On the potential passing of Proposition 22 in California and its impacts on other states

Jonathan Panzer: “From my understanding, it won’t impact us directly, at least initially, because Texas law supersedes California. My biggest concern, though, because I was working in the nonprofit sector, but I lost my job because of the coronavirus, I’m very concerned about my ability to make as much as I want to be able to make.

“… And if I was to be made a full-time employee, I would almost guarantee to lose a massive amount of income and I’d be forced to get another job and make less in the long run, ultimately. So it’s a complicated issue, obviously. I want to support as many of my labor friends as possible. But at the end of the day, I personally want to do everything I can to make sure that I’m taken care of while at the same time do what we can do to take care of everyone else.”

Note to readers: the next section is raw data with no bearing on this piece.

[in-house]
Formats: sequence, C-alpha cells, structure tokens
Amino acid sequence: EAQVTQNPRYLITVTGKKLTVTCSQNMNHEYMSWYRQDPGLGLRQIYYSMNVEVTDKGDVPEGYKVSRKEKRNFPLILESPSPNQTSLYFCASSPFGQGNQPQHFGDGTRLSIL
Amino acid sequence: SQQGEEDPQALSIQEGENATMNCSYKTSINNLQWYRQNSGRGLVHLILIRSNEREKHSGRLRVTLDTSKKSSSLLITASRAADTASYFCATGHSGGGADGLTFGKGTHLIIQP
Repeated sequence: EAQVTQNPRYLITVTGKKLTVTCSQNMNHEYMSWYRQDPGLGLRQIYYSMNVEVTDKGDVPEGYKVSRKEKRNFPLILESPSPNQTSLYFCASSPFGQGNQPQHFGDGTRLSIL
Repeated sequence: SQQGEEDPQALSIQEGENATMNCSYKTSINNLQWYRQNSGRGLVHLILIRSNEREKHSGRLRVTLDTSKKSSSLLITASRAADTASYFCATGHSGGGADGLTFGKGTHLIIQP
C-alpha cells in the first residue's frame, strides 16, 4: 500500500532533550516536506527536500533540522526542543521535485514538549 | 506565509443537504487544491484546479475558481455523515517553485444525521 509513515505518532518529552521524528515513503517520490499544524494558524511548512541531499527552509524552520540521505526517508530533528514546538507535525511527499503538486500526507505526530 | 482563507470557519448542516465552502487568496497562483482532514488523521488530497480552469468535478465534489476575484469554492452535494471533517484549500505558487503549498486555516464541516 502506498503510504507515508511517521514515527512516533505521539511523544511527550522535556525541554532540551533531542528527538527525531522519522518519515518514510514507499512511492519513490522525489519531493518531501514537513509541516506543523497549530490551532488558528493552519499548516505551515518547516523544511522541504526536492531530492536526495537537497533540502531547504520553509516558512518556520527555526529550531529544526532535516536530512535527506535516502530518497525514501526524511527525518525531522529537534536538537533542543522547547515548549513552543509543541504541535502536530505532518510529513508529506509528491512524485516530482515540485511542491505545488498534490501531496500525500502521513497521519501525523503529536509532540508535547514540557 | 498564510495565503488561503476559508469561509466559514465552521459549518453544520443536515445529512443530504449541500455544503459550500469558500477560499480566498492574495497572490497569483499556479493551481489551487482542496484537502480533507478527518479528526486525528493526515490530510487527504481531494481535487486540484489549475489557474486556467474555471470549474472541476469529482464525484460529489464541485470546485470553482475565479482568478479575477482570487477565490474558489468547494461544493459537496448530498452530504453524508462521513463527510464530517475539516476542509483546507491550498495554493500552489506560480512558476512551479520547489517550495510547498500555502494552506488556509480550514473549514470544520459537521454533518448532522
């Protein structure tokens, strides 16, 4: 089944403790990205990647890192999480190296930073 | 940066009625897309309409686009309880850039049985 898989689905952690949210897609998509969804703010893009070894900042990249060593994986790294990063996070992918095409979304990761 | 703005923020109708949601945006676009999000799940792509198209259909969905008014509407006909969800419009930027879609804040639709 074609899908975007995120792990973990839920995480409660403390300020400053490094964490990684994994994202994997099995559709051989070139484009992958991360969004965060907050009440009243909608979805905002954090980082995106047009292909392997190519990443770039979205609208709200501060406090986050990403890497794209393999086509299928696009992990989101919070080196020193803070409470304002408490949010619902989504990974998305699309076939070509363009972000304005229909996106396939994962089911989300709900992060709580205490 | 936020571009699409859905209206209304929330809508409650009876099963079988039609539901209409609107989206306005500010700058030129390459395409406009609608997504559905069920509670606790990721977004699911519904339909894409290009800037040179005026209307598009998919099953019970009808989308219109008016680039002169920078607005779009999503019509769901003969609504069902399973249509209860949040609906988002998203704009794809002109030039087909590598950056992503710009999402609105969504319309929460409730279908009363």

On whether there is another path forward

Cherri Murphy: “I don’t see another path for it with Prop 22 when it weakens labor and benefit protections. Zero paid sick days. Zero family leave. Zero workers’ compensation or disability. No cap on medical expenses. No access to PPE. No sanitary facilities. And we are at risk of workplace violence.

“And I want to be clear, there is nothing in the statute that prevents Lyft and Uber from providing that flexibility. As a matter of fact, if this proposition passes, there was a study by the UC Berkeley Labor Center that found that this pay guarantee would amount to about $5.64 an hour for drivers. So I’m with my brother [Jonathan Panzer]. I want to be able to work when I want to work and make the money when I want to make the money. But I also want to be safe about it. And this proposition is not safe.”